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Special Report

Parishioners, priests search for solutions

Cambridge, Mass.

Catholics of all stripes, ordained and nonordained, faithful and lapsed, recovering and “ex,” are struggling to make sense and come to terms with the daily barrage of news coverage about clerical sexual abuse here in the nation’s fourth-largest archdiocese.

A number of parishes have tried to help by conducting open-microphone public forums -- a local Catholic version of the New England tradition of town meetings.

One diocesan priest who has convened several such listening sessions is Fr. Jerry Osterman, pastor of Immaculate Conception Parish in Everett, Mass.

A blue collar, working-class suburb outside Boston, Everett is the kind of place where the sexual abuse of boys by priests often occurred. The one exception to this demographic is Weston, Mass. (Boston’s western, more affluent suburb), home to St. Julia’s parish, where convicted pedophile and former priest John Geoghan allegedly committed some assaults on youngsters.

During a wide-ranging interview, Osterman discussed how his parishioners are coping in the wake of scandal. He also shared his views on church politics and ministerial and pastoral concerns.

“I’ve preached on [clerical sex abuse] three times,” he said. “People seemed very appreciative of that,” he added. Osterman also held question-and-answer sessions after each Mass.

“I think people were also appreciative of the opportunity to speak about it. … They like the fact that you are willing to hear them out.”

Osterman said he was surprised that support for the cardinal did not depend on age. “I thought that support or lack of it for the cardinal would go down by age, with seniors being the most supportive.” One local poll, however, showed a 50 percent split in opinion on whether Law should resign. And the support “was spread across all age groups.”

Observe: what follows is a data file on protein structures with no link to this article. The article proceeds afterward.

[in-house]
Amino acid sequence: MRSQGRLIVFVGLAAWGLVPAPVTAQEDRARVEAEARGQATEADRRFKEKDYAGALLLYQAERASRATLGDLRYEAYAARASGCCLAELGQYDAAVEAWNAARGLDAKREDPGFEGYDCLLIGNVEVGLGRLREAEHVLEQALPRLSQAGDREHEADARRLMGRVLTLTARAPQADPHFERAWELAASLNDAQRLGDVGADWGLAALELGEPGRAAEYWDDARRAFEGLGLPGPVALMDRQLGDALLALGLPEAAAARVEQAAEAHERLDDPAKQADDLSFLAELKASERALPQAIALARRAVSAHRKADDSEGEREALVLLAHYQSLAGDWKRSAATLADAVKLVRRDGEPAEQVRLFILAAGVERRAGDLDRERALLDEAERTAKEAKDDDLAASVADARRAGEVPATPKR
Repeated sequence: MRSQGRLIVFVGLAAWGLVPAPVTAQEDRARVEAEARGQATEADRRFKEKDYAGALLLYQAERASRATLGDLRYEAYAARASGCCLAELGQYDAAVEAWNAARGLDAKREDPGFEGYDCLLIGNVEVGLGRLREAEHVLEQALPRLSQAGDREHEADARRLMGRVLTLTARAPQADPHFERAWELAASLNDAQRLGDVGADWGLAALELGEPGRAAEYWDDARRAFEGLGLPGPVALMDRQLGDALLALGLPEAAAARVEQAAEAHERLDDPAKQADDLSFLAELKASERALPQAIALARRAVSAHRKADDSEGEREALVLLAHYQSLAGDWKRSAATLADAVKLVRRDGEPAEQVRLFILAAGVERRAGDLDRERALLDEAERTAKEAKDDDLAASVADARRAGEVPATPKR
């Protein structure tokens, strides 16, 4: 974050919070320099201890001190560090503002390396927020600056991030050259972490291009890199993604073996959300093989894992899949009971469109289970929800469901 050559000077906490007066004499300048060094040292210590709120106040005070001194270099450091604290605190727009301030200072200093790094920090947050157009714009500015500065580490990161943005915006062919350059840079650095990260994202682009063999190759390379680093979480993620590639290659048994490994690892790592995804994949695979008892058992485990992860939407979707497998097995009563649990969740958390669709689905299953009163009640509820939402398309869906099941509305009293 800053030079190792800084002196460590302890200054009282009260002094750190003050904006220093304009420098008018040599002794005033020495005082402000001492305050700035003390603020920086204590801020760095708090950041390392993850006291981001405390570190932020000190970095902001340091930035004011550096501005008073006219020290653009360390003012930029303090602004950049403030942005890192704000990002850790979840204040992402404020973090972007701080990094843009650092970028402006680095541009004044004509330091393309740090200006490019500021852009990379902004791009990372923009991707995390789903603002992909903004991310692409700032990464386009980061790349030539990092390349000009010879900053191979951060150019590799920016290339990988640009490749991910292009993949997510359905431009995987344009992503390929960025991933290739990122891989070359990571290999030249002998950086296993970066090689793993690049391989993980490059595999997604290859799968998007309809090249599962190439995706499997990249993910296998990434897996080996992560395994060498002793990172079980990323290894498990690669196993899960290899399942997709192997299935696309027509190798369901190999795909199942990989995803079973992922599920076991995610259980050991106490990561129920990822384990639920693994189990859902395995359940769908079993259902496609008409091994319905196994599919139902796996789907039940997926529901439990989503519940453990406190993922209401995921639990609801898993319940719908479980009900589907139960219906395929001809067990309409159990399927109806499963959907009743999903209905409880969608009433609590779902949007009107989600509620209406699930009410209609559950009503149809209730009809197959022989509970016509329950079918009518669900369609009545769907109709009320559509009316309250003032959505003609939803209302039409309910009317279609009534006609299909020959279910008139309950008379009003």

“People’s talk of the cardinal’s resignation isn’t with rancor,” said Osterman. “They’re able to see that he’s done a lot of good things. But they don’t understand how he can be part of the solution if he was part of the problem.”

The priest, a soft-spoken New England native, meets with a group that started last summer when three suburban members of the clergy began meeting to discuss issues such as burnout and loneliness.

“We are a group of priests who are concerned about the church in Boston and ministry in the next five years or so,” he said. “We also invite speakers to come and talk to us.

“There has been no real forum to think creatively,” he said. “We are trying to address the shortages of priests, parishes without priests -- topics you are not supposed to talk about.”

Recently, news of the priests’ forum grabbed attention in the local press when the group invited Fr. Richard P. McBrien, a noted Catholic theologian and professor at the University of Notre Dame, to address the gathering.

In an interview with a Globe religion reporter McBrien said, “If the priests do not give voice to their concerns, who will?” The priests decided to continue meeting because they were frustrated that they had no opportunity to discuss with their archbishop problems of mutual concern.

McBrien said that by the time he arrived on the scene, “the situation in the archdiocese had changed quite drastically, so that they are no longer seeing themselves as a support group, but as having a responsibility as a group of pastors to take some leadership, with or without the cardinal’s support or involvement, in helping to address the issues that are tearing apart the church of Boston and leaving laypeople confused and embarrassed.

“If the priests hold back or defer to the cardinal, laity are going to conclude the priests are part of the problem,” McBrien said.

Osterman said Law had been informed about the priests’ meetings even before the scandal broke. “We told him,” he said. “We’d like the cardinal or bishops to come. But I suspect it’s viewed as a fifth column, so we’re ignored.”

Still, Osterman underscored that there were and are structures in the church for wider participation, not only by the clergy, but also the laity. He mentioned, for instance, the presbyterial (priests’) council and the diocesan council for laypeople.